Environmental Associations with Post-Fire Butterfly Occupancy in the Sierra Nevada, California

David T. Pavlik, Erica Fleishman, Rick D. Scherer, Robert B Blair

Research output: Contribution to journalArticlepeer-review


Fire affects environmental attributes associated with the distribution, abundance, and reproduction of butterflies, and studies have demonstrated that species richness and abundance of butterflies respond to fire. However, the effects of fire on resources used by adult butterflies, and on butterfly occupancy, are largely unknown. In 2014 and 2015, we surveyed butterflies and elements of their habitat within the boundary of the Rim Fire (Stanislaus National Forest, Tuolumne County, California), one of the largest fires known to occur in California during the past century. We examined the extent to which butterfly occupancy and abundance in the first two years following the Rim Fire were associated with environmental attributes that were affected by fire. We also tested whether vegetation and soil burn severity, two indices used by resource management agencies, explained variation in the environmental attributes that we included in models of butterfly occupancy and abundance. We found that the percentage of live ground cover and canopy cover were strongly associated with occupancy of the majority of the species we modeled. In some cases, environmental attributes associated with occupancy also were associated with the abundances of those species. Values of environmental attributes that explained substantial variation in butterfly occupancy and abundance were associated with vegetation and soil burn severity. Understanding how fire affects environmental attributes that are associated with butterfly occupancy and abundance may inform strategies for managing these species with prescribed fire or following wildfire, or when fire treatments are applied for other reasons.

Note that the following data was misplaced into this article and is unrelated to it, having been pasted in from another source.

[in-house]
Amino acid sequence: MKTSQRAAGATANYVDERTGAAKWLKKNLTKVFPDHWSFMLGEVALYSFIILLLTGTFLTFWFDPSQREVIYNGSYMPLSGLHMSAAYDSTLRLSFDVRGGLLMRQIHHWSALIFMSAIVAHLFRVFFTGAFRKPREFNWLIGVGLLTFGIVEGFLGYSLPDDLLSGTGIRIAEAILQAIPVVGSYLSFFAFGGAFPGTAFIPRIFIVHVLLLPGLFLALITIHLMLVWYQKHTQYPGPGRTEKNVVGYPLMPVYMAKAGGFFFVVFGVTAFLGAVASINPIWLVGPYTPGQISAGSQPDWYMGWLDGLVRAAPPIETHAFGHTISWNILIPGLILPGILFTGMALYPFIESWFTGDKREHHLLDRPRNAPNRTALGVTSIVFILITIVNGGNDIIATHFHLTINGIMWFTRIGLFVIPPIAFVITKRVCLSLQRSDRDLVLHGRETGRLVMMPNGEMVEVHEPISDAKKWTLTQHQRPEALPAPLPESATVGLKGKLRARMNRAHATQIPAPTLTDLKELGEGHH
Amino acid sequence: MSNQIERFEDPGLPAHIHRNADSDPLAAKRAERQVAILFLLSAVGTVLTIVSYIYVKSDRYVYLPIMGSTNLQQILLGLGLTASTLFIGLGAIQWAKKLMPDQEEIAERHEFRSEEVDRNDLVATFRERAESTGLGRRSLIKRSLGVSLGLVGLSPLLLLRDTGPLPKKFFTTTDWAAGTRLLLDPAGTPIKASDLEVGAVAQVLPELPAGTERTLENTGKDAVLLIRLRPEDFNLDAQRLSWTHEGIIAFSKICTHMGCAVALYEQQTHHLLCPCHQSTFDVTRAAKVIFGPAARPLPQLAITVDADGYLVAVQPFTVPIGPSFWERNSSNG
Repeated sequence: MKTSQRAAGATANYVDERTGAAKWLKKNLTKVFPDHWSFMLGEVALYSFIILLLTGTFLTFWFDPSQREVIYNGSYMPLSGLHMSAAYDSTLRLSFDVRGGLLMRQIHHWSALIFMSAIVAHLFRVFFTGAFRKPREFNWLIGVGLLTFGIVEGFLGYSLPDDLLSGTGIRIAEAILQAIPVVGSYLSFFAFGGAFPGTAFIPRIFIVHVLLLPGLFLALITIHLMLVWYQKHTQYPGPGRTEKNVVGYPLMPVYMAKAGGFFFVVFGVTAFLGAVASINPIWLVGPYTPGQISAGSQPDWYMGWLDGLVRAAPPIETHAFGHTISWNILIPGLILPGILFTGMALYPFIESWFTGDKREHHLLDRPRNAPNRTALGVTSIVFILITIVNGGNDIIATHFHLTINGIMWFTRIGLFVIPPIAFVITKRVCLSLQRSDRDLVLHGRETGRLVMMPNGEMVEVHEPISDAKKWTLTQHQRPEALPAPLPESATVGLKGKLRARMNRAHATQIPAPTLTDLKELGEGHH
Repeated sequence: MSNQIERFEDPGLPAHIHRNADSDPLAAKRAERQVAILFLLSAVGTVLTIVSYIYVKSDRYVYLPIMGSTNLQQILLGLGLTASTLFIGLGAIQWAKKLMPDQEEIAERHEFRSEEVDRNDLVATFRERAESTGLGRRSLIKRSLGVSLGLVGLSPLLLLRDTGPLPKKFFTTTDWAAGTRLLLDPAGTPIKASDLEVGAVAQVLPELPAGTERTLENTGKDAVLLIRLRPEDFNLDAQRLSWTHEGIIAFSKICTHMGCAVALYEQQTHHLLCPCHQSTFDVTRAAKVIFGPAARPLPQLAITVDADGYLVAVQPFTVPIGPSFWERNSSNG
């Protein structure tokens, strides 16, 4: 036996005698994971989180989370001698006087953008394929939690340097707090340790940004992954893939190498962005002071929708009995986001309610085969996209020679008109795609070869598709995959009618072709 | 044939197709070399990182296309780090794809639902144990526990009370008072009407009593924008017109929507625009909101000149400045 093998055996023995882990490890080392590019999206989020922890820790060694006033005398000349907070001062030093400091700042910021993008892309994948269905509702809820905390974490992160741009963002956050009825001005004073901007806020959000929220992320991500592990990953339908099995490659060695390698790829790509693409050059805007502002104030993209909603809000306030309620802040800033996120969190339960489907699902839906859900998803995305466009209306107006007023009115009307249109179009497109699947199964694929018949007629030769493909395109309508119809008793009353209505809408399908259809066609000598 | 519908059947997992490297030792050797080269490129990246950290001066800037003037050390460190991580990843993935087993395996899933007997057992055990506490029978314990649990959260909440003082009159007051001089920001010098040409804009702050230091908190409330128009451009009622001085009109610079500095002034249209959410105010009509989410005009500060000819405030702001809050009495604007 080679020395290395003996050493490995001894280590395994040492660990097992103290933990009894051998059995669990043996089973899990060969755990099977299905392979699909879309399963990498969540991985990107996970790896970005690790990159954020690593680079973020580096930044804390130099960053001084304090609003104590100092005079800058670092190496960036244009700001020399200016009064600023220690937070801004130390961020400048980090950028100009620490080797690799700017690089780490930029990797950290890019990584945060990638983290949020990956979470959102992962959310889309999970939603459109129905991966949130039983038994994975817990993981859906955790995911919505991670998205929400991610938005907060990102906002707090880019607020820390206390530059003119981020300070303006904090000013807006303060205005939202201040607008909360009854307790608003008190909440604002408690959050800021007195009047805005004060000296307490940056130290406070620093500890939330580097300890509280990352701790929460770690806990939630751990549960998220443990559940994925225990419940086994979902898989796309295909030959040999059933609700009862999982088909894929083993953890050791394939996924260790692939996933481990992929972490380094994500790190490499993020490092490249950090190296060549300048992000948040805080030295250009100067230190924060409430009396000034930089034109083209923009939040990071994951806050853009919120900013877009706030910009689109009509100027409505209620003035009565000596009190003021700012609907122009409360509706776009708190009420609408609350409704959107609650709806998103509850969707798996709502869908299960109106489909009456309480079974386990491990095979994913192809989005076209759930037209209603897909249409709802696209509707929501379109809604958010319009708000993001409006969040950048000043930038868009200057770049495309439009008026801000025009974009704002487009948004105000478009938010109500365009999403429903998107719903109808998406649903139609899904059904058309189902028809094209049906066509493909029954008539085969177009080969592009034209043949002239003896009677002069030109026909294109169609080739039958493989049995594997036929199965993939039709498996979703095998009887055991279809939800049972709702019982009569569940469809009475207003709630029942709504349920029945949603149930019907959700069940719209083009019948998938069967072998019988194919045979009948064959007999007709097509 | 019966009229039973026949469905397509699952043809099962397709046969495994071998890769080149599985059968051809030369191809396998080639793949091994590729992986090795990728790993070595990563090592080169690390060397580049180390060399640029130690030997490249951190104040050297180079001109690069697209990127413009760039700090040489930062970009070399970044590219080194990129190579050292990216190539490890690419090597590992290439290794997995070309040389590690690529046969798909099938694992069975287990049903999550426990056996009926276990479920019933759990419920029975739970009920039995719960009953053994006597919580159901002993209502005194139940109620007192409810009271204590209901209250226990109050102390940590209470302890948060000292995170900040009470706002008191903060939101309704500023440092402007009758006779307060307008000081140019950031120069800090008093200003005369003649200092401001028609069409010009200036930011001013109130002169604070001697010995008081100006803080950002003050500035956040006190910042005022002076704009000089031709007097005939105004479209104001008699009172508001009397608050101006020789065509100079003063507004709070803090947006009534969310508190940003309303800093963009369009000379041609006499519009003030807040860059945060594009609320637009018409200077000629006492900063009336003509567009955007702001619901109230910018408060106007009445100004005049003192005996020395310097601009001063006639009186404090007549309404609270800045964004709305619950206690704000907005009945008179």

Original languageEnglish (US)
Pages (from-to)497-506
Number of pages10
JournalNatural Areas Journal
Issue number4
StatePublished - Oct 2017

Bibliographical note

Funding Information:
This work was supported by the Strategic Environmental Research and Development Program (RC-2202), the Wally Dayton Wildlife Fellowship of the University of Minnesota, and the National Institute of the General Medical Sciences of the National Institutes of Health [R01GM098290]. Thanks to Kevin Welsh and Lauren Gonce for field assistance and to the Tahoe Environmental Research Center and Sharon Strauss for freezer space.


  • Rim Fire
  • abundance
  • canopy
  • nectar
  • vegetation


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